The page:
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55 Cards in this Set

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abandon
n. total lack of inhibition
Because there was no parental supervision at the party, the teens partied with abandon.
abate
v. to decrease, to reduce
His enthusiasm for school abated when he found out that none of his friends were in his classes.
abet
v. to aid; to act as an accomplice
Shawn abetted his brother in his tepee of the neighbor's house by being the lookout.
abjure
v. to renounce under oath; to abandon forever; to abstain from
After being in jail for 10 years, the criminal decided to abjure his bad ways and lead a good life.
abnegate
v. to give up; to deny to oneself
The man abnegated all worldly pleasures in preparation for becoming a priest.
abortive
adj. ending without results
The doctor was still clueless about his patient's mystery illness after several abortive tests.
abrogate
v. to annul; to abolish by authoritative action
The principal abrogated the students' study hall because he felt that the time wasn't being used wisely.
abscond
v. to leave quickly in secret
The man absconded during the night when he found out that the police were on his tail.
abstemious
adj. done sparingly; consuming in moderation
The health-concious girl ate junk food abstemiously.
accede
v. to express approval, to agree to
Carla proposed a reasonable curfew time to her parents who happily acceded.
acclivity
n. an incline or upward slope, the ascending side of a hill
The runners paled as they approached the steep acclivity.
accretion
n. a growth in size, an increase in amount
Her accretion in make up led to an over-cluttered bathroom and an annoyed mom.
acme
n. the highest level or degree attainable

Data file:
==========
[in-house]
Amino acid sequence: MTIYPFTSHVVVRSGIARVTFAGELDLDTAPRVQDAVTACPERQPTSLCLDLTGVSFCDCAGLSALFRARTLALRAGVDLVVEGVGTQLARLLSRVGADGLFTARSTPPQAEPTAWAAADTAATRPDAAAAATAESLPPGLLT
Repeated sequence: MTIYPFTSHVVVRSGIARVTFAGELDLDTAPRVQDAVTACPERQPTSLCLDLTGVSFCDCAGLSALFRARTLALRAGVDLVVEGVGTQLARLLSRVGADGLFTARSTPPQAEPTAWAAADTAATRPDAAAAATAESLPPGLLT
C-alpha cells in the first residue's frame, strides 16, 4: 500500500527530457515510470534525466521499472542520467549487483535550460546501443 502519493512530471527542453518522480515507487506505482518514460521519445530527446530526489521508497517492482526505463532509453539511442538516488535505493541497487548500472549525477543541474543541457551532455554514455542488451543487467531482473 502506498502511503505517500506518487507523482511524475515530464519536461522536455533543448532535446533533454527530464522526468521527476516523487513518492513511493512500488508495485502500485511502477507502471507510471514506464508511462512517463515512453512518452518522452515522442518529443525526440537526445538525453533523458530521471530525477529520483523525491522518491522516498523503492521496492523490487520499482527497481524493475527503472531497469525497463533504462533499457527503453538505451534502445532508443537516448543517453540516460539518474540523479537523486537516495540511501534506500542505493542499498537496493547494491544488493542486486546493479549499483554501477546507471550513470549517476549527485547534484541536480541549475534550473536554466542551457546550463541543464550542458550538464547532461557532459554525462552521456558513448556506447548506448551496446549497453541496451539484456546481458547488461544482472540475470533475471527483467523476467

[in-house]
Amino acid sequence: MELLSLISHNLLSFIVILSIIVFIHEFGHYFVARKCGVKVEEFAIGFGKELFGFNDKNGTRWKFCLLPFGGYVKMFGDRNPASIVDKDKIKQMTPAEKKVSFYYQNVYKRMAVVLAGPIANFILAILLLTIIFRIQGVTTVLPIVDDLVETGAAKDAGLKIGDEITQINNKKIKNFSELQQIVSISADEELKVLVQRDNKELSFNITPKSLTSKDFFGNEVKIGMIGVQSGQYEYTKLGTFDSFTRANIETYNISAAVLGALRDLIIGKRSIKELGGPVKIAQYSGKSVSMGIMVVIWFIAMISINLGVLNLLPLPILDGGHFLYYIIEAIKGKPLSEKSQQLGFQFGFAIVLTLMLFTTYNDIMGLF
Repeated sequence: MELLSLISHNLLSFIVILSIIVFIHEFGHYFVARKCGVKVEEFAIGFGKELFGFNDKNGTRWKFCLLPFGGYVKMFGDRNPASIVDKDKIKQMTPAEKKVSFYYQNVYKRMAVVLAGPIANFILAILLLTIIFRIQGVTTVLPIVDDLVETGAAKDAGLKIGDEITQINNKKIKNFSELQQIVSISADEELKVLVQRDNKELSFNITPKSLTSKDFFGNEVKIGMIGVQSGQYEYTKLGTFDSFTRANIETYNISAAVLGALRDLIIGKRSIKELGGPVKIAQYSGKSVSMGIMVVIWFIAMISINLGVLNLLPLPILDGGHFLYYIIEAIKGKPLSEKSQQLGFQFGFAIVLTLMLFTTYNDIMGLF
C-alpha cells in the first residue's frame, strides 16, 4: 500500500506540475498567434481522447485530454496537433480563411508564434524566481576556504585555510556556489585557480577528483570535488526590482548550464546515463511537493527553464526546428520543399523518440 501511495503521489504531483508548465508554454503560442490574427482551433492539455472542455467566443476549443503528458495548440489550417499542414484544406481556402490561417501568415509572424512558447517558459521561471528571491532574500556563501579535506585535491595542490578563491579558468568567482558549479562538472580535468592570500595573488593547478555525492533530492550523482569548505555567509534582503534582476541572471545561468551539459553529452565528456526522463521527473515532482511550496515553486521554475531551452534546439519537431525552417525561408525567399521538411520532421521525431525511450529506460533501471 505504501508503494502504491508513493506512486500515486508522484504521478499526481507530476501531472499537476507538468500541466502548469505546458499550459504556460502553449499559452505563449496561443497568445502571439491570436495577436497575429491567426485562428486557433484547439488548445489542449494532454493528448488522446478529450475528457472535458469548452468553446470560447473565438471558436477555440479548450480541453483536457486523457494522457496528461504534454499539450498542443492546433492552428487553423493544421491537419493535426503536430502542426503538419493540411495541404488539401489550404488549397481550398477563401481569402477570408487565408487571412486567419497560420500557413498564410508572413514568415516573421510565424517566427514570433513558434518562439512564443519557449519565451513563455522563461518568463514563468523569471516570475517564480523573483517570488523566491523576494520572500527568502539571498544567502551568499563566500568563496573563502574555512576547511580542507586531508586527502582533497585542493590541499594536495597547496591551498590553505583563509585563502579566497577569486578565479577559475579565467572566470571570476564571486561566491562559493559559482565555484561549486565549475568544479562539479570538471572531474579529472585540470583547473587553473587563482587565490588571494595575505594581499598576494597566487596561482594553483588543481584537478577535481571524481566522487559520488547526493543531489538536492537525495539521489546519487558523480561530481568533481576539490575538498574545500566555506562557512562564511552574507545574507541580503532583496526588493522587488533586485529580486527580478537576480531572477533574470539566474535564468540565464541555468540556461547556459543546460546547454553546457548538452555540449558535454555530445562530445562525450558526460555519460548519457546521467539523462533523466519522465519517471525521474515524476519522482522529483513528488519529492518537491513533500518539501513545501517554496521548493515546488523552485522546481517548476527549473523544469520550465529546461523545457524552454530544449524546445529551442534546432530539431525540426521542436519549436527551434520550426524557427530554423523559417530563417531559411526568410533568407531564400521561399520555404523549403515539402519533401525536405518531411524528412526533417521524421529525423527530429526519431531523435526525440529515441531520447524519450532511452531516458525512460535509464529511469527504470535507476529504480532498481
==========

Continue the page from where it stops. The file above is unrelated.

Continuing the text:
The woman reached the acme of her career when she became the CEO of the company.
actuate
v. to put into motion, to activate; to motivate or influence to activity
The coach's skillful guidance actuated the team to train hard to make it to states.
acuity
n. sharp vision or perception characterized by the ability to resolve fine detail
Both Adrian Monk and Shawn Spencer display great acuity when investigating crime scenes.
acumen
n. sharpness of insight, mind, and understanding; shrewd judgment
The detective's acumen helped him solve even the toughest of cases.
adamant
adj. stubbornly unyielding
The mother was adamant about her daughter's curfew; she was to be home no later than 11:00.
adept
adj. extremely skilled
The adept waiter maneuvered around the tables with ease, even with a tray of heavy dishes.
adjudicate
v. to hear and settle a matter; to act as a judge
Whenver the family had a problem, the father would set up a mock court and adjudicate the issue.
adjure
v. to appeal to
The boy adjured to his mother for a greater allowance.
admonish
v. to caution or warn gently in order to correct something
The mother admonished the little girl for eating cookies right before dinner.
adroit
adj. skillful; accomplished; highly competent
The boy was quite the opposite of adroit; he was always tripping over things.
adulation
n. excessive flattery or admiration
The brown-noser showered her teachers with adulation.
adumbrate
v. to give a hint or indication of something to come
The psychic adumbrated that the man would soon strike it rich.
aerie
n. a nest built high in the air; an elevated, often secluded, dwelling
The bird built an aerie in the tallest tree in the forest.
affected
adj. phony, artificial
Marc wanted people to feel sorry for him, so he walked with an affected limp.
aggregate
n. a collective mass, the sum total
The boys pooled their money to make an aggregate of candy cash.
algorithm